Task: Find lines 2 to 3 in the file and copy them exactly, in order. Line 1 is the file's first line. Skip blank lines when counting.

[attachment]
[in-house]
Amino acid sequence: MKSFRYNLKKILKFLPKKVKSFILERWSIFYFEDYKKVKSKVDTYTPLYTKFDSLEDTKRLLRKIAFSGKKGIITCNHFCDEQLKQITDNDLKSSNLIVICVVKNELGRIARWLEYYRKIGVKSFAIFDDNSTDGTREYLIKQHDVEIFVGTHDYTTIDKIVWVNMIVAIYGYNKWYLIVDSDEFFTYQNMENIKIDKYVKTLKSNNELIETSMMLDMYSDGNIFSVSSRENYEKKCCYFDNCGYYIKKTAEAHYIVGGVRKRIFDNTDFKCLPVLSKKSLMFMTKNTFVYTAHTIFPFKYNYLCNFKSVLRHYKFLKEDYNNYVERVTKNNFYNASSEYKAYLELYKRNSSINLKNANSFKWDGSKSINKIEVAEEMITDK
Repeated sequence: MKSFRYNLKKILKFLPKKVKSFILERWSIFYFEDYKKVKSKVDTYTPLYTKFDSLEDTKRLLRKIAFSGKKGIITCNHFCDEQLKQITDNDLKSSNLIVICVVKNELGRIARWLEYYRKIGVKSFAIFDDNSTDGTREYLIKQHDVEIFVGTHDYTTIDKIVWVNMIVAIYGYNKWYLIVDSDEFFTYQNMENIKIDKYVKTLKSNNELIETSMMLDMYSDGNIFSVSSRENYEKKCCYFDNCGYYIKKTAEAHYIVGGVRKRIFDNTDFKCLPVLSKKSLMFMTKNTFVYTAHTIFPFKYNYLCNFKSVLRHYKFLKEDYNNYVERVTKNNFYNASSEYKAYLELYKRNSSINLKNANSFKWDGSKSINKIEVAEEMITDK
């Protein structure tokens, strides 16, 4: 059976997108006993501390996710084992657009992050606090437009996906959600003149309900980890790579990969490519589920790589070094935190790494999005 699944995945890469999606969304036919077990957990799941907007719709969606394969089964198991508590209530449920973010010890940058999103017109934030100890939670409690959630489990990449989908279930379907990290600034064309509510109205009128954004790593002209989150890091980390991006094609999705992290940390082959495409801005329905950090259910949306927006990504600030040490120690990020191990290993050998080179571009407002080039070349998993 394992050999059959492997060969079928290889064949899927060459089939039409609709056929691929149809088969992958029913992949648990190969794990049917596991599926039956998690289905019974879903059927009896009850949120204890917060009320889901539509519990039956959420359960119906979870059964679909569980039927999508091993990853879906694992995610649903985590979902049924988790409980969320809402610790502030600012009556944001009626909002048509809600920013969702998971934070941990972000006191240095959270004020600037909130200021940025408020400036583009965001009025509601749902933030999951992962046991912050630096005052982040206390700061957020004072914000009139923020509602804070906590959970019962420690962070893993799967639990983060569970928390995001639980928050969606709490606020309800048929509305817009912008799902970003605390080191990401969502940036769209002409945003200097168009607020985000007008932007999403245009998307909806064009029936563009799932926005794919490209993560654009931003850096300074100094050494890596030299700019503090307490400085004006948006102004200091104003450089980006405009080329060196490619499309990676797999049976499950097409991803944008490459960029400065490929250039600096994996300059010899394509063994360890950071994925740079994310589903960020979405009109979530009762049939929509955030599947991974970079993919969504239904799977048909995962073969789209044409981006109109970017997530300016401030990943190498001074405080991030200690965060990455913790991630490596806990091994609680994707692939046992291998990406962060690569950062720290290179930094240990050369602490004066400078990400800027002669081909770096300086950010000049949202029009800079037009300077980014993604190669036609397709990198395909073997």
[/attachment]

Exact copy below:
Amino acid sequence: MKSFRYNLKKILKFLPKKVKSFILERWSIFYFEDYKKVKSKVDTYTPLYTKFDSLEDTKRLLRKIAFSGKKGIITCNHFCDEQLKQITDNDLKSSNLIVICVVKNELGRIARWLEYYRKIGVKSFAIFDDNSTDGTREYLIKQHDVEIFVGTHDYTTIDKIVWVNMIVAIYGYNKWYLIVDSDEFFTYQNMENIKIDKYVKTLKSNNELIETSMMLDMYSDGNIFSVSSRENYEKKCCYFDNCGYYIKKTAEAHYIVGGVRKRIFDNTDFKCLPVLSKKSLMFMTKNTFVYTAHTIFPFKYNYLCNFKSVLRHYKFLKEDYNNYVERVTKNNFYNASSEYKAYLELYKRNSSINLKNANSFKWDGSKSINKIEVAEEMITDK
Repeated sequence: MKSFRYNLKKILKFLPKKVKSFILERWSIFYFEDYKKVKSKVDTYTPLYTKFDSLEDTKRLLRKIAFSGKKGIITCNHFCDEQLKQITDNDLKSSNLIVICVVKNELGRIARWLEYYRKIGVKSFAIFDDNSTDGTREYLIKQHDVEIFVGTHDYTTIDKIVWVNMIVAIYGYNKWYLIVDSDEFFTYQNMENIKIDKYVKTLKSNNELIETSMMLDMYSDGNIFSVSSRENYEKKCCYFDNCGYYIKKTAEAHYIVGGVRKRIFDNTDFKCLPVLSKKSLMFMTKNTFVYTAHTIFPFKYNYLCNFKSVLRHYKFLKEDYNNYVERVTKNNFYNASSEYKAYLELYKRNSSINLKNANSFKWDGSKSINKIEVAEEMITDK